The GOP-led Congress sent legislation to President Obama Wednesday repealing his signature health law, fulfilling a promise to Republican voters in a presidential election year but inviting a certain veto. The nearly party-line vote in the House was 240-181. The legislation already passed the Senate last year under special rules protecting it from Democratic obstruction, so it goes straight to the White House. Republicans boasted of a signal achievement, saying they were forcing Obama to face up to the failures of his law while illustrating stark political choices in an election year. "We are confronting the president with the hard, honest truth," said Speaker Paul Ryan. "ObamaCare doesn't work."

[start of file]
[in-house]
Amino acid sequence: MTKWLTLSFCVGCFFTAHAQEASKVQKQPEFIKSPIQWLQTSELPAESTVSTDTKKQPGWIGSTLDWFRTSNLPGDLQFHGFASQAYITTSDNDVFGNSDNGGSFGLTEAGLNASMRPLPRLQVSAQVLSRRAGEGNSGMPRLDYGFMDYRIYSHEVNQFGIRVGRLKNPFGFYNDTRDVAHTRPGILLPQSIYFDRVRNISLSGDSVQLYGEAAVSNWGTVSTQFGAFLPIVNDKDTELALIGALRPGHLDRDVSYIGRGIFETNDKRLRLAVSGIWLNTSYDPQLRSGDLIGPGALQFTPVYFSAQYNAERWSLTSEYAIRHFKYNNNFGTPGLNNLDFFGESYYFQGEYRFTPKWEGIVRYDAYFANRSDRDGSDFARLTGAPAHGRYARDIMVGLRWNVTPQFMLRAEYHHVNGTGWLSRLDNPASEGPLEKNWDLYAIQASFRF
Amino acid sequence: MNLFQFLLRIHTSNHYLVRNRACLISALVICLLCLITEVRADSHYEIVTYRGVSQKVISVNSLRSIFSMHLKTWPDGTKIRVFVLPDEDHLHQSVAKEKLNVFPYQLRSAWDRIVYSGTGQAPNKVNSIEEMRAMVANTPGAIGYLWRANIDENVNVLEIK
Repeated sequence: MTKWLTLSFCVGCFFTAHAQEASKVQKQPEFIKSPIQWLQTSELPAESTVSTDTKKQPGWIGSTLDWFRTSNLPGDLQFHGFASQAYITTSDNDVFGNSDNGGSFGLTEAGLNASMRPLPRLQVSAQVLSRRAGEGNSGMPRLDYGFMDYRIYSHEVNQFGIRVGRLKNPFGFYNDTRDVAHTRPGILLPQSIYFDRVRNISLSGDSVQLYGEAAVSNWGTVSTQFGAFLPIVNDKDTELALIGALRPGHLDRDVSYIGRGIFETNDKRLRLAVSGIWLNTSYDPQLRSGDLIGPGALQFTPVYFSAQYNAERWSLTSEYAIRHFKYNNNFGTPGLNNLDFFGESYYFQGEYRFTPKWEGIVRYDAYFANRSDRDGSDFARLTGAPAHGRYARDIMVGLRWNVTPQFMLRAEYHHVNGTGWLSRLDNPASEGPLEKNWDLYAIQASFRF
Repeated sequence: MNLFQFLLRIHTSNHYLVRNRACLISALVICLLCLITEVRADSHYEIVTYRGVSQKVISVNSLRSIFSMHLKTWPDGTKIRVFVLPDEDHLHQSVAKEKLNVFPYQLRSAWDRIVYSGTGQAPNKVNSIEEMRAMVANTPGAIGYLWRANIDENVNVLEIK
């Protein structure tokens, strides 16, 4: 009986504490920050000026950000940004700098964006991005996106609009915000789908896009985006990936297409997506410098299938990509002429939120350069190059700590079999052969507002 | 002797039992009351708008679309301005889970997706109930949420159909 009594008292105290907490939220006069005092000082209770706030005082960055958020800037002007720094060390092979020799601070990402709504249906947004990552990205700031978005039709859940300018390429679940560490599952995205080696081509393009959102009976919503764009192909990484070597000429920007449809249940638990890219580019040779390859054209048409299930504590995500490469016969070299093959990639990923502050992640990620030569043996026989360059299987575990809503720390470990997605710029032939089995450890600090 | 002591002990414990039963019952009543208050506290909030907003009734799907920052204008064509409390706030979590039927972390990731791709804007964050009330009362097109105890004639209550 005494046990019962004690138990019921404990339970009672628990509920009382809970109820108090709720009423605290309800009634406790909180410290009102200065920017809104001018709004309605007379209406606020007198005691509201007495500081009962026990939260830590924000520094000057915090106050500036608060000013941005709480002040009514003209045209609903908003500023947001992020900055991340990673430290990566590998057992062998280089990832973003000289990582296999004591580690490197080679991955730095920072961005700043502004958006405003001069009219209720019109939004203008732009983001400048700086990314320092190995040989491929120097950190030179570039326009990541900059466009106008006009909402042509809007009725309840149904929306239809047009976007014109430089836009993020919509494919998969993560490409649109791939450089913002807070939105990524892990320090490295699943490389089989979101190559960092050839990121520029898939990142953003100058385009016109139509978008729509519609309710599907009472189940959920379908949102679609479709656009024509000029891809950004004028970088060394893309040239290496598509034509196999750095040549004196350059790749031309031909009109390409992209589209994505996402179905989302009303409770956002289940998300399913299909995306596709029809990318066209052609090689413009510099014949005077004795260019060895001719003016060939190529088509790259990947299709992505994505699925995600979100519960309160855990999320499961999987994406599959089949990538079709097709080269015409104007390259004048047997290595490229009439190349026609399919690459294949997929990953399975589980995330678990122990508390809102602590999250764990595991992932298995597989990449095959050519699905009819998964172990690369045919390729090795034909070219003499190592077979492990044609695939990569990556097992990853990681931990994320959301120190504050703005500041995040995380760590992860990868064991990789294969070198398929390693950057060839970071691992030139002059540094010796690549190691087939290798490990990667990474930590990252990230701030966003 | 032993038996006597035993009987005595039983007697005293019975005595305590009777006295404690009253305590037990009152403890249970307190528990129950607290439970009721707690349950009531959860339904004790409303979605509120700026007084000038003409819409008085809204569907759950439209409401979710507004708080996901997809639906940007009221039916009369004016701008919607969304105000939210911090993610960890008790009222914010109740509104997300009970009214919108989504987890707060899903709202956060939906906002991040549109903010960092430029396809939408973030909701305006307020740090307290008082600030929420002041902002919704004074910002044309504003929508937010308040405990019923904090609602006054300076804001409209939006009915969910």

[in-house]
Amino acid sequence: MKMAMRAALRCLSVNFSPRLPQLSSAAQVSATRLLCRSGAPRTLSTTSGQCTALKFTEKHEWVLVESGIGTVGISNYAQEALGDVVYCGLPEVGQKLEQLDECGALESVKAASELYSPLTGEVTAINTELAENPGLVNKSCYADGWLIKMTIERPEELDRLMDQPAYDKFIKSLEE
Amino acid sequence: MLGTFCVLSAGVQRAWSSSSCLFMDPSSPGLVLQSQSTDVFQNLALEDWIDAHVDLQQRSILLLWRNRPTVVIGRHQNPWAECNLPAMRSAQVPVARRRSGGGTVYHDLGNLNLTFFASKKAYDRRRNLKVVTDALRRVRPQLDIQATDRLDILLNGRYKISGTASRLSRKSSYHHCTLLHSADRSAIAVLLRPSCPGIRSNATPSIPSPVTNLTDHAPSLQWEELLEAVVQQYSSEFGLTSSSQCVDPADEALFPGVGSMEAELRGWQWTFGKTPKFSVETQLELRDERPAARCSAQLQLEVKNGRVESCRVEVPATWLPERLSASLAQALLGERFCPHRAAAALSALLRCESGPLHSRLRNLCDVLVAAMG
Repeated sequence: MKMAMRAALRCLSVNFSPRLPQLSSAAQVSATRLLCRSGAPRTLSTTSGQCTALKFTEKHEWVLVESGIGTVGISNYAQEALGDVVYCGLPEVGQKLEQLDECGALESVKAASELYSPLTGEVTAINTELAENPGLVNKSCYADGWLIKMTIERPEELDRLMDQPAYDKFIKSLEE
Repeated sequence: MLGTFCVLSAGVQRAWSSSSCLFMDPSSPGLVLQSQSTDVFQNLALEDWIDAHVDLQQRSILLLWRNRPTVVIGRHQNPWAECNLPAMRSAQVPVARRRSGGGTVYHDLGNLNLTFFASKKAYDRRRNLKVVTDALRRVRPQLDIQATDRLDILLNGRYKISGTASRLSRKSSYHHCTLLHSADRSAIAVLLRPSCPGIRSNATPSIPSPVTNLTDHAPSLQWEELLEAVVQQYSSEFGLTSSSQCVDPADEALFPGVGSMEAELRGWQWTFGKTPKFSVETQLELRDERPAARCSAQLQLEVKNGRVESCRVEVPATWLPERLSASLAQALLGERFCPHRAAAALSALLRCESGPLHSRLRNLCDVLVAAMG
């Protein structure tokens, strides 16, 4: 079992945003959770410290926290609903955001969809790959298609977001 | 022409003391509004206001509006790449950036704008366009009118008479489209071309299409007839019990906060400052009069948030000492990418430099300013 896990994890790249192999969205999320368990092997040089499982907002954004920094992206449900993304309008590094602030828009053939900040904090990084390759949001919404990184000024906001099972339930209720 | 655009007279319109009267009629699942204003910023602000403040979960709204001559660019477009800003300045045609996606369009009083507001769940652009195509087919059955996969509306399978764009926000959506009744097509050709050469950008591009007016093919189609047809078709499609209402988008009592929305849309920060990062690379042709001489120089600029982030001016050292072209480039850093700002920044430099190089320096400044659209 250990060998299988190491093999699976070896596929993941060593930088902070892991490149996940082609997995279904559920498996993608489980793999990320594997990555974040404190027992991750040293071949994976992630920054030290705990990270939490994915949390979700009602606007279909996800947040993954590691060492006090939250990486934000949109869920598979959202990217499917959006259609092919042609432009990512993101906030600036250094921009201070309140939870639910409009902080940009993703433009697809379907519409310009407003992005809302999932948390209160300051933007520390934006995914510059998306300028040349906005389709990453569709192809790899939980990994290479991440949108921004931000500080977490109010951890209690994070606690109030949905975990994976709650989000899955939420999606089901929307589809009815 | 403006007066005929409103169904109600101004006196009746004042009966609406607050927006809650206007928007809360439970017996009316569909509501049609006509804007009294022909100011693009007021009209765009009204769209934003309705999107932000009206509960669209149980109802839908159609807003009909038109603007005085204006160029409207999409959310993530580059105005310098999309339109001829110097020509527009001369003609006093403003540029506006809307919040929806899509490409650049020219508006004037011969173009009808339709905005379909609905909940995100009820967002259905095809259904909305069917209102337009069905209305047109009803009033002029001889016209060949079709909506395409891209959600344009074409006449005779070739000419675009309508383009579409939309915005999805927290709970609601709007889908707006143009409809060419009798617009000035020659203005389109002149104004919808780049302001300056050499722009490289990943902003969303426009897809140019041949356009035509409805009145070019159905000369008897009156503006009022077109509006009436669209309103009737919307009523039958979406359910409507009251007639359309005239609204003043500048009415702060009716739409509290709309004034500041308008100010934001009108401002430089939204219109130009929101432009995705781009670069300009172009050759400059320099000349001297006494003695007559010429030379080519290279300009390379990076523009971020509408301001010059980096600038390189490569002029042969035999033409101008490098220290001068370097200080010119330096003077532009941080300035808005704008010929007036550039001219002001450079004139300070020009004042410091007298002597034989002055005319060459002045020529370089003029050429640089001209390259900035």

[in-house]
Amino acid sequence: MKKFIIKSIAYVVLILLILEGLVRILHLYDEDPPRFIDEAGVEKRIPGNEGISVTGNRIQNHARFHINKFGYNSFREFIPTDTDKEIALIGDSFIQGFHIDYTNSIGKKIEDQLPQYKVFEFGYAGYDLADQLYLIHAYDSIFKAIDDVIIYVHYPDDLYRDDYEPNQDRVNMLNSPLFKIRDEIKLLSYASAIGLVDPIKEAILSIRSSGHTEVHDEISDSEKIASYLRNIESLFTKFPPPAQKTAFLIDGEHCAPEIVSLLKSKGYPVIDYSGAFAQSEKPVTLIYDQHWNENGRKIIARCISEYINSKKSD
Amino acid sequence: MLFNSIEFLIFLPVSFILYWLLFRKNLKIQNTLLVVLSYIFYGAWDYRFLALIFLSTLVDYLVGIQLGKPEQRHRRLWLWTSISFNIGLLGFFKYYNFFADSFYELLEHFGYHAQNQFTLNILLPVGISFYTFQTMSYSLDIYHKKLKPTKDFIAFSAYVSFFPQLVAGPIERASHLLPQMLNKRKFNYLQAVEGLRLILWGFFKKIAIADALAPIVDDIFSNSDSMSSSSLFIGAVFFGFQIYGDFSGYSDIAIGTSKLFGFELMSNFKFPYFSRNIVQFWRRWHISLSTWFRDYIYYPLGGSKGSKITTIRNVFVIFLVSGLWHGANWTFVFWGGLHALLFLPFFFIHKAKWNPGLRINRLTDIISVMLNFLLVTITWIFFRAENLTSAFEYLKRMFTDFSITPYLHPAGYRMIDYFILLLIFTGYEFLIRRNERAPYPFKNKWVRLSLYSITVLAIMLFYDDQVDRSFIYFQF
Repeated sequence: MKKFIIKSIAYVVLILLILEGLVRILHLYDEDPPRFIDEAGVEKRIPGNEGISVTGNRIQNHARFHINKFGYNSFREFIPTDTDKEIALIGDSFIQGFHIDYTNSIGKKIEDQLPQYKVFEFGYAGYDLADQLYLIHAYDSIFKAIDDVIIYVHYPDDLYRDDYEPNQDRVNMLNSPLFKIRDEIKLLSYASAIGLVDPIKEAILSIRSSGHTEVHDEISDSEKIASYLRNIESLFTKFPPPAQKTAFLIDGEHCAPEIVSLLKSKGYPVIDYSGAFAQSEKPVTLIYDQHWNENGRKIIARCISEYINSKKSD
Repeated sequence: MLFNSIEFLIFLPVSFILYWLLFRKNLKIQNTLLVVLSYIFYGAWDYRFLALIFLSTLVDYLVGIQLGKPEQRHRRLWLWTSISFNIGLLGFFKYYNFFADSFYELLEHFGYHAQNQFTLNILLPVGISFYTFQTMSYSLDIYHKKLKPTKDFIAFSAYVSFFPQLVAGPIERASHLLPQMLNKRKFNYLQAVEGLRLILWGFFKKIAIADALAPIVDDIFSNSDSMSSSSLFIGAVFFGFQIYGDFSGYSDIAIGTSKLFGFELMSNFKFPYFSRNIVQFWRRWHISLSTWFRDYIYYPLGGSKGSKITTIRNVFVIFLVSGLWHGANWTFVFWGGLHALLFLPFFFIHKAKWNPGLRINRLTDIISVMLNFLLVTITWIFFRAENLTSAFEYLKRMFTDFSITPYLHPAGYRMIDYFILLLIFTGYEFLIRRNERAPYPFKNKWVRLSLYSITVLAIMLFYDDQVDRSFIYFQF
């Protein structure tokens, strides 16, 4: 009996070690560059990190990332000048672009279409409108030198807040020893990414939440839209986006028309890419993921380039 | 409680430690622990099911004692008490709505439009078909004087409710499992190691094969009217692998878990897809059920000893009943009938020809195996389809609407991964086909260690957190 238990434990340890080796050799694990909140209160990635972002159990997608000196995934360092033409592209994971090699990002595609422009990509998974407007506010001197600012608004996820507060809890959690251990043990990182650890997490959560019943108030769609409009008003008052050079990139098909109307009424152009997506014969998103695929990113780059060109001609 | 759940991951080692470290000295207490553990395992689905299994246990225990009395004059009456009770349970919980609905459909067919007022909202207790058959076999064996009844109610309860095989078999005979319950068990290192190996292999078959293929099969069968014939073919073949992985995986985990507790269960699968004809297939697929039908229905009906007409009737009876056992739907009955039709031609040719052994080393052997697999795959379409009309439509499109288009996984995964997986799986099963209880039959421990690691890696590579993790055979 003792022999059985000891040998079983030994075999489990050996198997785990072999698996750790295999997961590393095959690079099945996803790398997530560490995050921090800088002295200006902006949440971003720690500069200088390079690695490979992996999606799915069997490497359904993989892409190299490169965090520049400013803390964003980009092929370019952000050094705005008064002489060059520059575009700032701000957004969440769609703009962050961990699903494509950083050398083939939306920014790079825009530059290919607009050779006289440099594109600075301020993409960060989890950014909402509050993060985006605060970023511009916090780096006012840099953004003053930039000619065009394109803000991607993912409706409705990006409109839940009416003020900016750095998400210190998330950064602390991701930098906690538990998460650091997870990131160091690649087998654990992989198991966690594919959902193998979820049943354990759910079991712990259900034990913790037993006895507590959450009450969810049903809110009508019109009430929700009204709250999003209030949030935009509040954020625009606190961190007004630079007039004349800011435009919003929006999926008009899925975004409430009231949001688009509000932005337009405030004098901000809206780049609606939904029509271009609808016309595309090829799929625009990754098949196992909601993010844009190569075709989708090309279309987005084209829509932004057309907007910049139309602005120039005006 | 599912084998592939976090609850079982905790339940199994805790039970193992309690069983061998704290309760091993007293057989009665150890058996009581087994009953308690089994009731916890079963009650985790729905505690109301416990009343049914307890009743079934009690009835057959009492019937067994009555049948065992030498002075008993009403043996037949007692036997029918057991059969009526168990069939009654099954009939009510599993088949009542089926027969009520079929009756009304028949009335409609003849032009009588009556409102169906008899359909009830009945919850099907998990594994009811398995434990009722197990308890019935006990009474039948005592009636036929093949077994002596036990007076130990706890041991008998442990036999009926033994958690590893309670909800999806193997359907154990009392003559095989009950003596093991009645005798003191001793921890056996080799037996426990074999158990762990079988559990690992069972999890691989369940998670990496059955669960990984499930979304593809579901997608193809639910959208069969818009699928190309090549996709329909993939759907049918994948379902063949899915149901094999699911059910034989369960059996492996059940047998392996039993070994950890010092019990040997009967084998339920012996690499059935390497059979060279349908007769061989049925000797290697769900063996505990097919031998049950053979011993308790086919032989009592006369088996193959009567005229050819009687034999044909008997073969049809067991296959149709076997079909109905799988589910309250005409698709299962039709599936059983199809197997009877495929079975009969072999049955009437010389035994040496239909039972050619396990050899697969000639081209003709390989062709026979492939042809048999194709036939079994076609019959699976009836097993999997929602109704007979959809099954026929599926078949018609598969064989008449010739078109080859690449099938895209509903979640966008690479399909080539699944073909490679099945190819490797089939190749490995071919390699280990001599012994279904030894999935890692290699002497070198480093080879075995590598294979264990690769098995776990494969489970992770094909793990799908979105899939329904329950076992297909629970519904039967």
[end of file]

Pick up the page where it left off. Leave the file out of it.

Democrats called it pointless political theater that will have the same ultimate outcome as the 61 previous repeal votes that were blocked in the Senate, since Obama will veto the legislation. "A bill that is going to the White House, that will get the fastest veto we've ever seen happen in this country, is a monumental vote?" said Rep. Jim McGovern. "This is just a waste of everyone's time." Ryan and other GOP leaders acknowledged it will take a Republican president to get rid of the law. But they said that is the point. For maximum visibility Republican leaders made the legislation, which also cuts federal funding for Planned Parenthood, their first major vote of 2016. Some 16 million Americans have gained health coverage since the law was enacted, according to government figures. They would presumably lose it under the GOP approach.